The DOE picked a winner in the now bankrupted Beacon Power flywheel energy storage, says its new owner, Rockland Capital.
Changes in electric power regulation can have a disruptive effect, unleashing billion-dollar markets overnight. One example of such a new market is the one being created by the new FERC Order 755, about to take effect in the United States in October of this year.
“The price of renewable energy technologies will continue to drop, while the price of natural gas will rise,” said commission member John Norris of the U.S. Federal Energy Regulatory Commission (FERC) in telling state regulators that the FERC goal is to aid states in staying the course on renewable energy, for even more than climate reasons.
The FERC rule is designed to enable much more solar and wind on the US grid by offering better compensation for providers of frequency regulation that provide the faster-ramping storage technologies needed to do that.
Gas plants currently provide most peaker power in most states, but they can only ramp up in the order of minutes. Currently, most of the ISOs give frequency regulation resources five minutes to respond.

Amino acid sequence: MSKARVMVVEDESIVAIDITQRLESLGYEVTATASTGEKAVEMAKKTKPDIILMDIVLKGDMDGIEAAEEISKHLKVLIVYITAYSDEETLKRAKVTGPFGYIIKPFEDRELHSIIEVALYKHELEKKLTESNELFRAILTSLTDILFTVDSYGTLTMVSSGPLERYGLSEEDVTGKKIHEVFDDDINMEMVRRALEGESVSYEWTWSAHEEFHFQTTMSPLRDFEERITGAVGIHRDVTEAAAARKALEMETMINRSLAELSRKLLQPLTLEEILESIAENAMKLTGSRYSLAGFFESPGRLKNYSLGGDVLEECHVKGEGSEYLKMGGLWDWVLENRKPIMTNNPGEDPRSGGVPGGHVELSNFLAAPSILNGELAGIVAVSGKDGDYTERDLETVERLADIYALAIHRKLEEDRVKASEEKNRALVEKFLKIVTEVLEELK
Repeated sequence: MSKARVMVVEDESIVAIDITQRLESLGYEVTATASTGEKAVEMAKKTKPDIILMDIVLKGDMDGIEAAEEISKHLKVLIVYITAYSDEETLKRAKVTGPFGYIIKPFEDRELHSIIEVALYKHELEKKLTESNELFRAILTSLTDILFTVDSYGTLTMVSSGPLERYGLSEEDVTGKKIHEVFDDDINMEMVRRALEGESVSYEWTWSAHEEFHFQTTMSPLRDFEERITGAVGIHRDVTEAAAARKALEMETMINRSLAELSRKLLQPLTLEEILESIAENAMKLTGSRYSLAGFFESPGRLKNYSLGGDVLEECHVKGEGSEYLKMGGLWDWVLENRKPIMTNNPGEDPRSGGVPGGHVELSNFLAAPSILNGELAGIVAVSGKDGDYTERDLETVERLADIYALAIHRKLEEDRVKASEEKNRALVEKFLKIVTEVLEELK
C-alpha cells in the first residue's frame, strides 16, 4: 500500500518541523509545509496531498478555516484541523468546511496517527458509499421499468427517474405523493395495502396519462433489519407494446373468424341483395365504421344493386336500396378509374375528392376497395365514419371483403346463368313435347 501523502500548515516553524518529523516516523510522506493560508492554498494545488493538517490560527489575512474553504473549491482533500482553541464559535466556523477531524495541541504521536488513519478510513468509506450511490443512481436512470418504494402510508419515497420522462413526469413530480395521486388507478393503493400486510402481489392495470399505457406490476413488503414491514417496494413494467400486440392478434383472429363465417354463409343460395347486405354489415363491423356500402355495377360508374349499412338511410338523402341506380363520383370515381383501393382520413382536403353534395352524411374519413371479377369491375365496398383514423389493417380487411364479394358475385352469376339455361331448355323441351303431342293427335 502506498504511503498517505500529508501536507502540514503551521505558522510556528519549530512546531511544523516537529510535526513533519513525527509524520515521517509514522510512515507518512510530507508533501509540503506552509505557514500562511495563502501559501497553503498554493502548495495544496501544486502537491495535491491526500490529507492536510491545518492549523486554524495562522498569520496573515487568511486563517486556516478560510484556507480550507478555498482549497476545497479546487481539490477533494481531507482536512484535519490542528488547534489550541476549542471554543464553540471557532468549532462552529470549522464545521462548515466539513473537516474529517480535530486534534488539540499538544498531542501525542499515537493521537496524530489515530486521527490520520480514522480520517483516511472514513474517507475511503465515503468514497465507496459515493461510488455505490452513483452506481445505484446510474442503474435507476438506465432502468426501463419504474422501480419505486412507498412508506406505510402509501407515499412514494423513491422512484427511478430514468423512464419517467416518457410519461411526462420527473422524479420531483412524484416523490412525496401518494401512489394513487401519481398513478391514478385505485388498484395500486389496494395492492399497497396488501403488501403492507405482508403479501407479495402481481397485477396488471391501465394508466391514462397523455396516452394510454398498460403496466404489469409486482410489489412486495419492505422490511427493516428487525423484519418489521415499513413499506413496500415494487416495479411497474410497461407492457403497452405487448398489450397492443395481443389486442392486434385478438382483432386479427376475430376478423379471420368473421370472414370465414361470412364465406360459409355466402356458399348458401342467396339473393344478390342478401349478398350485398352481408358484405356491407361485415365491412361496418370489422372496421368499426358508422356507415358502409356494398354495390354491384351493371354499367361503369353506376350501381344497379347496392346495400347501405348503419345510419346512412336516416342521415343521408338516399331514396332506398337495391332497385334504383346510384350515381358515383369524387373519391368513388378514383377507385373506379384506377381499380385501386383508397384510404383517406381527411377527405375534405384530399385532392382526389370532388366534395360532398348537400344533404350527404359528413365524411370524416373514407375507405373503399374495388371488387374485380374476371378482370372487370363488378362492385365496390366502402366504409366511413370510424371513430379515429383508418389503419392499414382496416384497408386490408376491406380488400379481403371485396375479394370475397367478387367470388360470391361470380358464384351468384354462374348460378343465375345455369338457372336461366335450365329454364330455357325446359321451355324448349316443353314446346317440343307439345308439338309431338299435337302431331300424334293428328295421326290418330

The grid now needs frequency regulation that can ramp up in seconds.
One company that trail-blazed exactly the kind of faster storage that the new FERC rule incentivizes had spent $200m designing, patenting and building a fast-responding 20 MW capacity mechanical balancing system that can ramp up in seconds, based on familiar flywheel technology. But it’s bankrupt.
Ahead of its time
Bankruptcies are usually an indication that a company is offering a product that is behind the times: something the market no longer needs. But in the case of Beacon Power’s bankruptcy the opposite has thought to ocurred largely because it was ahead of its time, but only by twelve months.
For those of you who may not know much about Beacon Power it had been the recipient of $43m from the U.S. Department of Energy (DOE) Section 1705 loan guarantee programme for the world’s first ever flywheel energy storage project it built in Stephentown, New York.
SmartGridUpdate spoke to Scott Harlan, who heads up Rockland Capital, the private equity firm that bought the company after it went bankrupt last October, because of the game-changing nature of its disruptive technology.
“Beacon can respond in five seconds that a regular resource like a gas combined cycle would take five minutes to provide” he told SmartGridUpdate. “So it’s a step change improvement in the speed of the response.”
The company’s bankruptcy was directly caused by the company just needing “maybe ten million dollars to cover till the new FERC pricing kicks in.”